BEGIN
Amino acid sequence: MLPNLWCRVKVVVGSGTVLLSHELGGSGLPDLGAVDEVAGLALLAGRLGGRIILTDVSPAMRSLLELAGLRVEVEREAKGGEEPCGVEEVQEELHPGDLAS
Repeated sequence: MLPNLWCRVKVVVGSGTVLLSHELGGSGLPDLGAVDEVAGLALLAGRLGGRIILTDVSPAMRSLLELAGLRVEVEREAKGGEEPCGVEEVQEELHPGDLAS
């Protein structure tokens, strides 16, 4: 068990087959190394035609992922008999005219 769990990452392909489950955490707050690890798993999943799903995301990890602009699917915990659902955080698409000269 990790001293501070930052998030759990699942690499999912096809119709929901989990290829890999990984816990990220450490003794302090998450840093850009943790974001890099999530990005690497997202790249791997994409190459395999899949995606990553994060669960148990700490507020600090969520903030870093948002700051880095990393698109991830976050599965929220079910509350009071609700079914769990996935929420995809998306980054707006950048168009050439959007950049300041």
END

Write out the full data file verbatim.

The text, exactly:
Amino acid sequence: MLPNLWCRVKVVVGSGTVLLSHELGGSGLPDLGAVDEVAGLALLAGRLGGRIILTDVSPAMRSLLELAGLRVEVEREAKGGEEPCGVEEVQEELHPGDLAS
Repeated sequence: MLPNLWCRVKVVVGSGTVLLSHELGGSGLPDLGAVDEVAGLALLAGRLGGRIILTDVSPAMRSLLELAGLRVEVEREAKGGEEPCGVEEVQEELHPGDLAS
């Protein structure tokens, strides 16, 4: 068990087959190394035609992922008999005219 769990990452392909489950955490707050690890798993999943799903995301990890602009699917915990659902955080698409000269 990790001293501070930052998030759990699942690499999912096809119709929901989990290829890999990984816990990220450490003794302090998450840093850009943790974001890099999530990005690497997202790249791997994409190459395999899949995606990553994060669960148990700490507020600090969520903030870093948002700051880095990393698109991830976050599965929220079910509350009071609700079914769990996935929420995809998306980054707006950048168009050439959007950049300041």